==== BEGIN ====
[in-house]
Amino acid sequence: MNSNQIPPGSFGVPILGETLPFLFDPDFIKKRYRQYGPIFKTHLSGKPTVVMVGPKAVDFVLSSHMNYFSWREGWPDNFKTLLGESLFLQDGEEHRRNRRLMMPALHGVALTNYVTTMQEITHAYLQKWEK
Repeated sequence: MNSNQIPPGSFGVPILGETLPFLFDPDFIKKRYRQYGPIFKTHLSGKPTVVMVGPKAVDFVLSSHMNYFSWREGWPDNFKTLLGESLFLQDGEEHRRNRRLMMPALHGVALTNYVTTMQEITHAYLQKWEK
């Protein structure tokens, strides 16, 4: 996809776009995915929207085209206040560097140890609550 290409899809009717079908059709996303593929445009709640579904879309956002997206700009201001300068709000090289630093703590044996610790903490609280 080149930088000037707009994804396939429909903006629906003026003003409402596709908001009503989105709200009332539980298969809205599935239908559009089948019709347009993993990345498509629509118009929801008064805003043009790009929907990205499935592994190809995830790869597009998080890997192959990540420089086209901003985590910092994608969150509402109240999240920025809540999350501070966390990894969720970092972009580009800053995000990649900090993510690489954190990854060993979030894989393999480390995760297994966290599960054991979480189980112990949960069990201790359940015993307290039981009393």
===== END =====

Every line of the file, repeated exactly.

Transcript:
[in-house]
Amino acid sequence: MNSNQIPPGSFGVPILGETLPFLFDPDFIKKRYRQYGPIFKTHLSGKPTVVMVGPKAVDFVLSSHMNYFSWREGWPDNFKTLLGESLFLQDGEEHRRNRRLMMPALHGVALTNYVTTMQEITHAYLQKWEK
Repeated sequence: MNSNQIPPGSFGVPILGETLPFLFDPDFIKKRYRQYGPIFKTHLSGKPTVVMVGPKAVDFVLSSHMNYFSWREGWPDNFKTLLGESLFLQDGEEHRRNRRLMMPALHGVALTNYVTTMQEITHAYLQKWEK
């Protein structure tokens, strides 16, 4: 996809776009995915929207085209206040560097140890609550 290409899809009717079908059709996303593929445009709640579904879309956002997206700009201001300068709000090289630093703590044996610790903490609280 080149930088000037707009994804396939429909903006629906003026003003409402596709908001009503989105709200009332539980298969809205599935239908559009089948019709347009993993990345498509629509118009929801008064805003043009790009929907990205499935592994190809995830790869597009998080890997192959990540420089086209901003985590910092994608969150509402109240999240920025809540999350501070966390990894969720970092972009580009800053995000990649900090993510690489954190990854060993979030894989393999480390995760297994966290599960054991979480189980112990949960069990201790359940015993307290039981009393």